The Labor Market Growth Index (LMGI) groups together in a weighted composite, six labor-market related measurements provided by the Bureau of Labor Statistics (BLS), normally within the first Friday falling between 5th-11th of the month. Each of the six indicators chosen from the many provided by the BLS, have been found to be reliable in describing & predicting turning points in the U.S economic cycle as defined by the NBER. The LMGI composite provides a view on U.S economic growth & turning points purely through the lens of labor market data & warns of potential turning points in the economy up to 3-6 months in advance. It also serves as an authoritative, broad, at-a-glance representation on general U.S labor market conditions. One of the major advantages of the LMGI is that all six of its components are published right at the beginning of each month, giving us a much earlier comprehensive view of the U.S economy than other composite indicators that are made up of data released throughout the course of a month. Additionally, the FED has made noises recently of tying their interest rate decisions to various labour market components meaning that this is going to be the indicator to watch in 2013.
6. Composite U.S Sentiment Index [EVERY THURSDAY, Sample report up to 7th Mar 2013]
The Weekly Composite Sentiment Index is a quantitative weekly index published every Thursday that attempts to measure market sentiment through combining 3 discrete measures, namely (1) SP-500 corrective price action, (2) Market Breadth (New quarterly Hi/Lo index) and (3) Investor Sentiment. The above 3 are excellent general financial market sentiment indicators on their own and by combining them into one weighted composite we get a powerful market-timing signal for displaying favourable (less risky) times to be getting into the market and unfavourable (risky) times to be getting into the market. The report concludes with our Stock Market Composite Health Index that is used by fund managers to determine favourable and non-favourable times to be in the stock market or even as a macro market-timing tool.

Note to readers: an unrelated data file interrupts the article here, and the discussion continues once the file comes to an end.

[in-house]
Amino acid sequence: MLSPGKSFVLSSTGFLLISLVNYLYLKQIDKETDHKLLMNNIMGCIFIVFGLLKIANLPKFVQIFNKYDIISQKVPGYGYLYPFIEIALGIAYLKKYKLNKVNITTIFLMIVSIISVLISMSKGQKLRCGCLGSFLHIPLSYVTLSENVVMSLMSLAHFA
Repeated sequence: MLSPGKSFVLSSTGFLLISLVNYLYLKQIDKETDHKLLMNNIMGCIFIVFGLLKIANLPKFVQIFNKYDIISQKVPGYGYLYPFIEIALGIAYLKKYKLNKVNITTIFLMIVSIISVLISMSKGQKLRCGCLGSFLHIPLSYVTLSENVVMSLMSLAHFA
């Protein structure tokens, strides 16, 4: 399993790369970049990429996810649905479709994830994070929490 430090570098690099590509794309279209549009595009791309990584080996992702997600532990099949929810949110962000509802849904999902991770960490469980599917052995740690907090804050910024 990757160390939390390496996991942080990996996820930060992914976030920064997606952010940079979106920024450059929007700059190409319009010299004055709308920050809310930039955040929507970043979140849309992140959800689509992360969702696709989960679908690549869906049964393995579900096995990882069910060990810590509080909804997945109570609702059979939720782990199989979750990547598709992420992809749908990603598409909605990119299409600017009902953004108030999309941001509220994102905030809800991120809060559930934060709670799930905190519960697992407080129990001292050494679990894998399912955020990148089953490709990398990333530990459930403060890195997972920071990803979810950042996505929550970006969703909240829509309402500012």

7. U.S Long Leading Growth Index [1ST WEEK OF EACH MONTH, sample report up to 11 Feb 2011]
The USLLGI takes a far-reaching forward view of U.S economic growth by tracking 6 reliable indicators which have consistently peaked 12-18 months before the onset of NBER defined recessions since the early 1950′s. The growths of these 6 indicators, together with their diffusion index, are combined into a 7-factor composite to give a generalised view of future overall U.S economic growth. When this growth composite falls below zero for 2 consecutive months you have a signal that U.S recession will occur in 12-18 months time on average. The slope and direction of USLLGI thus depicts the expected outcomes of the U.S economic growth 12 months ahead in time. The 6 indicators chosen are well researched and documented over the decades as being reliable long-leading indicators although we have modified 3 of them to minimise potential risks of distortions from structural changes introduced by the Great Recession of 2008/9.
8. Historical Data Analysis Tool
Available to PRO subscribers only, this allows you to view all major recession models we maintain in a side-by-side fashion during each expansion and recession. This allows detailed inspection of the co-movement of our various short-leading, long-leading and co-incident recession models. In addition, clients can select their favourite RecessionALERT quantitative models and combine them together into a custom composite and view the behaviour of the composite and its components over time. This allows financial advisers and brokerage firms to custom-build robust recession models unique to their practice or brand for input into the overall quantitative process used by them to manage their clients affairs. All data can be imported into your own quantitative models. The Analysis Tool is discussed over here.
Subscriptions are US$395 per year once-off upfront payment for access to ALL the above reports, that are published 17 times per month. Reports are all in PDF format and archived in real-time in the members download section of the web site. Each report is time-stamped and there are also individual tabs to view archives of specific report types.